various artists, |
An Afro-Portuguese Odyssey
I keep waiting for Putumayo to release a CD compilation I don't like. With An Afro-Portuguese Odyssey I am yet again disappointed. Or am I? Once again I find myself recommending a CD that has managed to not only make its way into my musical rotation, but to stay there!
What connects all the selections on this CD is that the four countries represented -- Cape Verde, Angola, Guinea-Bissau and Mozambique -- were all Portuguese colonies at one point in their history. Despite their distance from each other, these places are collectively known as "Palop countries." According to the promotional material, Palop stands for "Paises Africanos de Lingua Oficial Portuguesa, or African Countries with Portuguese as the Official Language."
The 13 tracks found here meld elements of African, Portuguese and Brazilian music. The styles displayed include Angolan semba and kizomba, Mozambican marrabenta, gumbe from Guinea-Bissau, and Cape Verdean morna and coladeira.
While all the tracks are worthy of mention in their own rights, one of the more memorable is the only track representing Mozambique. "Maldeyeni (In the Villages)" is about the simpler way of life in a small town verses the large city. The band, Mabulu, in interesting in that multiple generations are represented within the group.
Four artists/groups hail from Cape Verde. Having listened to Cesaria Evora for years, I find the style highly recognizable without looking at the song listings. The musicians showcased here are the Mendes Brothers, Agusto Cego, Leonel Almeida and Jovino Dos Santos.
The best song on An Afro-Portuguese Odyssey is, arguably, by Eneida Marta from Guinea-Bissau. On "Na Bu Mons (In Your Hands)," Eneida's sweet voice tells the story of a woman who has given everything to the man she loves, only to receive nothing in return. Rounding out Guinea-Bissau's musical repertoire are Manecas Costa, Bidinte, Dulce Neves and Ze' Manel. With five songs, this country (which I haven't heard much about) is the most represented.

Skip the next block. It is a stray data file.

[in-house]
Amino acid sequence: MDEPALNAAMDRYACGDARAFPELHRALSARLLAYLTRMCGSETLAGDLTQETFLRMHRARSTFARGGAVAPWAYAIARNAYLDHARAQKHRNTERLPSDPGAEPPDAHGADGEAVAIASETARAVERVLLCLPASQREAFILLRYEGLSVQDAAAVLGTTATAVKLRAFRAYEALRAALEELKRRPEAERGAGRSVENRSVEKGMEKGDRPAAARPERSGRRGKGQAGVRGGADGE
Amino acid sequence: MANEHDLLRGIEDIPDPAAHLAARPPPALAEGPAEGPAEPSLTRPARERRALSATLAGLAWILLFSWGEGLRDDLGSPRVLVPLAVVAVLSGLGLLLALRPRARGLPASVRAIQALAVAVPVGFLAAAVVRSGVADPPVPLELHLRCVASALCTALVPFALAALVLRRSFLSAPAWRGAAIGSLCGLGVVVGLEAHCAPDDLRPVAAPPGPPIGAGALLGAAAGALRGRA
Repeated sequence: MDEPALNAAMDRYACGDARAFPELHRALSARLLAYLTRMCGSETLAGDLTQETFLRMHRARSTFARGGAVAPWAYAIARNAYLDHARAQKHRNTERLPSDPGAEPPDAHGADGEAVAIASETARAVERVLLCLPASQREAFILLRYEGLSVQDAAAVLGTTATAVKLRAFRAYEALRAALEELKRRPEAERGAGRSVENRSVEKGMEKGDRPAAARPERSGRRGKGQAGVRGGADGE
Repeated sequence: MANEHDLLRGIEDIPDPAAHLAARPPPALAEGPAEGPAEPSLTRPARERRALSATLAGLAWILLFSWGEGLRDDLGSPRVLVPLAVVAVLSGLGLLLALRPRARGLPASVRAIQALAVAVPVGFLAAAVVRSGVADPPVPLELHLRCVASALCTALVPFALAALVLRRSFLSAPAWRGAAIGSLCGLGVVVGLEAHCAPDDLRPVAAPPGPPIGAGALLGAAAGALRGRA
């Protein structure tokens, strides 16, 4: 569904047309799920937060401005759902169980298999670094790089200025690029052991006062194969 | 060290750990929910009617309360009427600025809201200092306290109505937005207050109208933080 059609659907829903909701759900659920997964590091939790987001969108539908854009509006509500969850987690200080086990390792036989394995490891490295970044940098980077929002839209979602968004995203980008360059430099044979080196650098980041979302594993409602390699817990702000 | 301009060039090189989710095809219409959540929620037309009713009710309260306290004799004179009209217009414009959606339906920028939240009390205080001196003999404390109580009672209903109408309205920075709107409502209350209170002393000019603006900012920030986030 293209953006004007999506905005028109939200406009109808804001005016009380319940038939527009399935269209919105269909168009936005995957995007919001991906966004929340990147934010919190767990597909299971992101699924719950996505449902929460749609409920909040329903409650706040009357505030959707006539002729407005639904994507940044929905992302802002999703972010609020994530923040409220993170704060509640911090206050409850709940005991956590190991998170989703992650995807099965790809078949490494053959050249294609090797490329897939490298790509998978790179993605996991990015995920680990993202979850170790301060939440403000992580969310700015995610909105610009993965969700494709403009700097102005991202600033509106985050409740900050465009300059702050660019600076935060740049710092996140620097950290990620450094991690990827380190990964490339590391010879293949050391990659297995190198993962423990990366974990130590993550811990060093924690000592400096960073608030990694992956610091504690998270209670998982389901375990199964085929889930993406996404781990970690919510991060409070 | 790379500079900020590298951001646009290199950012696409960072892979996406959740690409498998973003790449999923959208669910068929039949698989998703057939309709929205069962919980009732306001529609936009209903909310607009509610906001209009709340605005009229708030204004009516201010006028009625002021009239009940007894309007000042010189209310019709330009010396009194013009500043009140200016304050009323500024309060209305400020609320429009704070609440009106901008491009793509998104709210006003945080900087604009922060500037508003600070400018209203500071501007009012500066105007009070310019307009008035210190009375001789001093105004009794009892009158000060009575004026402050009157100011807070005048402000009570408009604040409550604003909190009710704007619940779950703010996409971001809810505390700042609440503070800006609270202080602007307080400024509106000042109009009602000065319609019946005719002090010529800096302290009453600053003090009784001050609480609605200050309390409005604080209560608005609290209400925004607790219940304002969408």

Finally, Angola's musical styles are demonstrated by Paulo Flores, who has a solo track as well as guest vocals on a second track with Banda Maravilha. Ruy Mingas has an instrumental track, "Homenagem A 'Liceu' Vieira Dias (Homage to 'Liceu' Vieira Dias)" which consists of some very pretty guitar playing. In a way, it is almost jazzy. The strings are backed up by congas, a bamboo scraper and some light female vocalizations.
For those of you familiar with Putumayo, you will not be disappointed with An Afro-Portuguese Odyssey. For those of you who have yet to experience the genius behind some of the most expertly created compilation CDs of music from around the world, this CD would not be a bad place to start. While not the absolute best from their catalogue, this collection aptly demonstrates the care Putumayo puts into selecting the songs to release on each CD. Like I stated at the start of this review, I am still waiting to be disappointed by a Putumayo release.